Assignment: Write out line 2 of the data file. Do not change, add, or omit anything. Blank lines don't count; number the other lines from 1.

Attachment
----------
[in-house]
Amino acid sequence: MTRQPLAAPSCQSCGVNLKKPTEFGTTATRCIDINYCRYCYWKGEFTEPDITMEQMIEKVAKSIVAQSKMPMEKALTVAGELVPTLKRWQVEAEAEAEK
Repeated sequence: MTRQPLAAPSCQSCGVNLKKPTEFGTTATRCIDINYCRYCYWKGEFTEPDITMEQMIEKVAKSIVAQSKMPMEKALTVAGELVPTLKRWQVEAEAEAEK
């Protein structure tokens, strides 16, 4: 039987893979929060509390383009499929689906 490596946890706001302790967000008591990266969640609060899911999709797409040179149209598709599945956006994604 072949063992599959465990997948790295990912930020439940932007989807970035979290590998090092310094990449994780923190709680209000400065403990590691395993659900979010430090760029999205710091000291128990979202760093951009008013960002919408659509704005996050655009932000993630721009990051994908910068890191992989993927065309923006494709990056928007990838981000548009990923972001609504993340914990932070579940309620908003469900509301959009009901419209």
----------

Amino acid sequence: MTRQPLAAPSCQSCGVNLKKPTEFGTTATRCIDINYCRYCYWKGEFTEPDITMEQMIEKVAKSIVAQSKMPMEKALTVAGELVPTLKRWQVEAEAEAEK